Monday, 4 March 2013

Recipe: Mother's Day daisy cookie pops

Mother's Day daisy cookie pops, as made by EJ
With just a few days to go until Mother's Day, I've been baking up some treats - I think home made gifts are always a lovely gesture, particularly on Mother's Day. Spring inspired, these daisy cookie pops would be a great gift for Easter too! These floral cookie pops are very easy to make, (although the icing does require a little patience).

I used my basic sugar cookie recipe for these Mother's Day cookie pops (follow the link for the instructions). You'll also need the following tools and sugar paste to ice:
  • A small daisy plunger cutter (approx 2cm diameter)
  • A small leaf plunger cutter (approx 3.5 cm length)
  • A rolling pin
  • White sugar paste
  • Yellow sugar paste
  • Green sugar paste
  • Cornflour (for dusting)
  • Tinfoil
  • 15 wooden lolly sticks
  • An 8cm round cookie cutter
  • A 7cm round cookie cutter
  • Edible glue
  • A food safe paintbrush
The baked sugar cookies freeze very well - so don't feel like you have to make and ice 15 cookie pops if you don't need that many! Seal the remaining (un-iced) biscuits in an air tight tupperware, or wrap well in cling film to freeze until you need them (make sure you unwrap them fully to defrost to prevent moisture softening the cookies).

I use cornflour to dust my surface when rolling out the sugar paste - if you use icing sugar, it will make the sugar paste sticky and tricky to work with. A little cornflour will prevent the sugar paste from sticking to the surface and your rolling pin. The icing is very easy, but can become fragile as it dries, you may find that using a pallet knife to lift the daisies onto the cookies makes this process a little easier.

How to:
The sugar cookie recipe should make approximately 15 x 8cm round cookies - follow the instructions, rolling the dough out to be 4-5mm thick and cut out the biscuits. Arrange them on lined baking trays and carefully push a lolly stick into each one. Chill the unbaked cookies for one hour before baking (this will help them to keep their shape as they bake).

The un-baked cookie pops
Allow the cookie pops to cool on a wire rack before decorating, although it's a good idea to prepare the sugar paste decorations in advance so they have time to set.

To decorate:
Dust your clean workspace with a little cornflour, knead a lump of the white sugar paste and roll it out to be approximately 3mm thick. Use a 7cm round cutter to cut out 15 circles and use the edible glue and paintbrush to stick them to the cookie pops, lay them out to set.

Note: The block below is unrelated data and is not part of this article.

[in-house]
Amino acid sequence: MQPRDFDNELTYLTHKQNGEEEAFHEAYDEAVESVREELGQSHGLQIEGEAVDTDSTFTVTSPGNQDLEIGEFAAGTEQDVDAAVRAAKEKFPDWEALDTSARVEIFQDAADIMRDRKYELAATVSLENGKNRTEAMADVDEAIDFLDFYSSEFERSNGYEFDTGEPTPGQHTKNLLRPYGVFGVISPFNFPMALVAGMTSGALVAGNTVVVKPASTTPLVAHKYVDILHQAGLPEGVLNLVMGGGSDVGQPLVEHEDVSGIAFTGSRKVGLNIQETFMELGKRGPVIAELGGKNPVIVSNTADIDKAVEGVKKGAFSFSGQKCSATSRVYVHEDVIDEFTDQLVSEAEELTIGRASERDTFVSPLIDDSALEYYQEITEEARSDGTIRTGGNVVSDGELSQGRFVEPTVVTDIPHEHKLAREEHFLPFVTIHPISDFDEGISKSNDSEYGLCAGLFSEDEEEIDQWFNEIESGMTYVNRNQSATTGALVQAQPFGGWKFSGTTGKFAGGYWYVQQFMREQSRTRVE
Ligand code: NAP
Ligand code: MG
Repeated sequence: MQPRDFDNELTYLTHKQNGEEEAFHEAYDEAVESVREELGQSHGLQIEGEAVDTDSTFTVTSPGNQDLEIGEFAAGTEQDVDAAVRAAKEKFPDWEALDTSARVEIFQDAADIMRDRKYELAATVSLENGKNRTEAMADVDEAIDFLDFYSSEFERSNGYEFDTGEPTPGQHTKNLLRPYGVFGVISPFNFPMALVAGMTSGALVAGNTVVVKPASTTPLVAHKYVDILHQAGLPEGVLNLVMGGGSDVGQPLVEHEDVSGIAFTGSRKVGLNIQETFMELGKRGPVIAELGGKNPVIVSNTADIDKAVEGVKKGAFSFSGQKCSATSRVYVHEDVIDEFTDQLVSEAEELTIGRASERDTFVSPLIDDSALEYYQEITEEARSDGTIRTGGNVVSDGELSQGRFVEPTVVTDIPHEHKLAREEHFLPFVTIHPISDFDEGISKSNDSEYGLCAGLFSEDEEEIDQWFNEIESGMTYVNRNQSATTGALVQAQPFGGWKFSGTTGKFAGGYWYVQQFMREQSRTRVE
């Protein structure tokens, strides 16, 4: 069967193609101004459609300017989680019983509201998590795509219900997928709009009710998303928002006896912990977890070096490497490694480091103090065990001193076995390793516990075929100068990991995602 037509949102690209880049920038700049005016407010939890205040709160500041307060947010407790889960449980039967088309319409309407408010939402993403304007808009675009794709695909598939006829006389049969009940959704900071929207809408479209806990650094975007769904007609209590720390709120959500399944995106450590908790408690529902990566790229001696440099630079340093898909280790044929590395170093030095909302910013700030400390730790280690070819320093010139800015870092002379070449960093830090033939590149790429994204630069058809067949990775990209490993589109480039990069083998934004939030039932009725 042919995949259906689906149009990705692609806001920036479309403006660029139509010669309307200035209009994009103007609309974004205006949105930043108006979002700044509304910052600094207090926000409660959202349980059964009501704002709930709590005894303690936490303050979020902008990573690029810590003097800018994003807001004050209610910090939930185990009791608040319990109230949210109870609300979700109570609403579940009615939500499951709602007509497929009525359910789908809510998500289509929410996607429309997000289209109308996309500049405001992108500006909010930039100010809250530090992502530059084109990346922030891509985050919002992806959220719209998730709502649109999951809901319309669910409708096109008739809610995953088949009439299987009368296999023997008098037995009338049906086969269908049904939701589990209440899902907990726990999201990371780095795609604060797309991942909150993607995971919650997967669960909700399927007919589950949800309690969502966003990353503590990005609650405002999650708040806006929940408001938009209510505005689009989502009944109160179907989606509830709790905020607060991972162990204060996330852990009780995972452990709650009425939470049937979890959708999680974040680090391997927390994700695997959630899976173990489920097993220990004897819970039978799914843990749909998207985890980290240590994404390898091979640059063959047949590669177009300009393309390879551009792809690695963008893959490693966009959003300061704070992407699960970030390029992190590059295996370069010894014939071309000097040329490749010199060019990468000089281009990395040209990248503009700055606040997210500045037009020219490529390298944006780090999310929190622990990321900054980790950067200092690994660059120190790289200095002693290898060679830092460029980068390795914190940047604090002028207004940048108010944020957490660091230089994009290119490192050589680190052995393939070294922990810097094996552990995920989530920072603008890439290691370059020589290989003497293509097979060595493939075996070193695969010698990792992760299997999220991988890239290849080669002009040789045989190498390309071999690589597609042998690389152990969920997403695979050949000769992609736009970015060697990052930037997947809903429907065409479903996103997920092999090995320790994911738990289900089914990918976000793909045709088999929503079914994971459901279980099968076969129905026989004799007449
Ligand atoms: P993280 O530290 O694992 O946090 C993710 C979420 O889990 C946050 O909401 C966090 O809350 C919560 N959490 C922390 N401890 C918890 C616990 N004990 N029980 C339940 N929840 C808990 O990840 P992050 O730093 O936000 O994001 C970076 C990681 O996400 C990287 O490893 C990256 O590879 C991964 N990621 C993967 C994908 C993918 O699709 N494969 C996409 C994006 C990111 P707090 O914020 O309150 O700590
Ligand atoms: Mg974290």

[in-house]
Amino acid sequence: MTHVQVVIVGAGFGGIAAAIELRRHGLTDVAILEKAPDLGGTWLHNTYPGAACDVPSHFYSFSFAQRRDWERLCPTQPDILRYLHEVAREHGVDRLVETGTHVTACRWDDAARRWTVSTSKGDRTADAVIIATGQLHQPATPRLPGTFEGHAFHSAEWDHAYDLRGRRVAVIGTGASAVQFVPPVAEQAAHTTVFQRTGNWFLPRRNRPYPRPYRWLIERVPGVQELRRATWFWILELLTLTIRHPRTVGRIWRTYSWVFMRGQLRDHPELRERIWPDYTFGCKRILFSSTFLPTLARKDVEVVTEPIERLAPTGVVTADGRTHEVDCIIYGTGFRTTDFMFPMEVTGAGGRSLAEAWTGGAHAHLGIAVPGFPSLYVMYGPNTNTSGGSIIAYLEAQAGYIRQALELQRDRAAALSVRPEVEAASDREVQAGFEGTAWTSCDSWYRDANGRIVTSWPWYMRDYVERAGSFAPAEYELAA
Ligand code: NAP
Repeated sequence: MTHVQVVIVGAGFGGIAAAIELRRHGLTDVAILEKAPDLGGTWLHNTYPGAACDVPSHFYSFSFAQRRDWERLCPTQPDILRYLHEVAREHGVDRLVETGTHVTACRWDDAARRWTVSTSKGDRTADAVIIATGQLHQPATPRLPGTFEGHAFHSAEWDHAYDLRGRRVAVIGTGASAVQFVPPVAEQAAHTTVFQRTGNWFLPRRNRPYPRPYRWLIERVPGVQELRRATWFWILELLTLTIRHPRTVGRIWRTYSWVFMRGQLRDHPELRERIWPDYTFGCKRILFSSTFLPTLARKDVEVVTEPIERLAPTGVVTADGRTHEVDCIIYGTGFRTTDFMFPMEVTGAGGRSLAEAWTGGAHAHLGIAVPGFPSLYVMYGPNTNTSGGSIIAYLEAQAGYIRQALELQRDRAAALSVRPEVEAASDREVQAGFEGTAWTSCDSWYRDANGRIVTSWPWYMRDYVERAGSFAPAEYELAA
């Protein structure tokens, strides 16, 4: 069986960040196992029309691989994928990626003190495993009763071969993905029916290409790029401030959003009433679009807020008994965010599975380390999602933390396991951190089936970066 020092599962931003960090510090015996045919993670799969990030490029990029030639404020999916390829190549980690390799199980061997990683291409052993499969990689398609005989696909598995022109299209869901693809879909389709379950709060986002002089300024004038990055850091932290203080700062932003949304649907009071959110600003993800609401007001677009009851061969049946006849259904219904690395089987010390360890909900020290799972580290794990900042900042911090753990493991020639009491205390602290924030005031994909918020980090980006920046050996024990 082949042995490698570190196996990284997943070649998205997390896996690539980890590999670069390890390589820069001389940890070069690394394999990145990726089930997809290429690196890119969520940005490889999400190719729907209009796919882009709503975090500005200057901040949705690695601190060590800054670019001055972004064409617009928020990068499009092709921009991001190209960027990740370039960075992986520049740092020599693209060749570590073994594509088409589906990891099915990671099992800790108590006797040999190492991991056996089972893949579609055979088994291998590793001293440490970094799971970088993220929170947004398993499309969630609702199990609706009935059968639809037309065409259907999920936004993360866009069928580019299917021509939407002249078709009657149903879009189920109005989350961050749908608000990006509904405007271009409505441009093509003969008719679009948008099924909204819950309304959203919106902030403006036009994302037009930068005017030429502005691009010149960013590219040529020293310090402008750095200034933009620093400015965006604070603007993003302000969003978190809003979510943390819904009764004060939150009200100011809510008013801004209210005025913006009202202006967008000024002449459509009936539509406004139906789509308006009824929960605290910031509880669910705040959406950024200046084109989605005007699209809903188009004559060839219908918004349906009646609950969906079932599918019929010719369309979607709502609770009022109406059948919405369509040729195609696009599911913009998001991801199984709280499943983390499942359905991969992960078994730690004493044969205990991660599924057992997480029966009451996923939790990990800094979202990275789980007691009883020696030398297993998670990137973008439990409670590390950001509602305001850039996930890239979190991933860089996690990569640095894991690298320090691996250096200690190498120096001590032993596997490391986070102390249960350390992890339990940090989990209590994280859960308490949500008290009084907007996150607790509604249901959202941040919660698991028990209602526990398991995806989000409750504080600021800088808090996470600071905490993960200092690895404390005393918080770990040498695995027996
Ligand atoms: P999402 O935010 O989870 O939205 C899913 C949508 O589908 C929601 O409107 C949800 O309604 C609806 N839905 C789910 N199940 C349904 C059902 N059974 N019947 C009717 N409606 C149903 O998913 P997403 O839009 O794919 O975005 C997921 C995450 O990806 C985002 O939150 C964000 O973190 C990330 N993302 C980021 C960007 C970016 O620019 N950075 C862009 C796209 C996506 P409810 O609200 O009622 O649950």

Cut out 60 daisies, using the daisy plunger cutter (allowing for four flowers per cookie pop). To encourage the daisies to dry with their petals curved upwards, make little foil cups for each flower to sit in while the sugar paste dries.

Sugar paste daisies in foil cups
While the daisies are sitting in their foil cups, roll out a tiny ball of pollen for each daisy from the yellow sugar paste (you can do this by hand).

Sugar paste daisies & pollen
To assemble the daisies, dot a little edible glue in the centre of each and carefully place a little pollen ball on top of the glue - leave to set while you prepare the leaves.

Sugar paste daisies & pollen
Dust your workspace with a little cornflour and roll out the green sugar paste to be approximately 3mm thick. Use the leaf plunger cutter to cut out 30 leaf shapes, pressing the plunger down to emboss the veins onto the sugar paste.

Sugar paste daisies & leaves


Use the edible glue to stick the leaves and daisies onto each cookie pop and leave to dry. The sugar paste shapes can be quite fragile and difficult to handle (especially the daisies) - you may find it useful to use a pallet knife to lift these off the board.


Mother's day sugar cookie pops
Leave the icing to set before packaging the sugar cookie pops - these look lovely individually wrapped in a cellophane bag with ribbon tied in a bow at the base of the cookie.

Lucky Mum! To Mothers, daughters and grandmothers everywhere - have a very happy Mother's Day.

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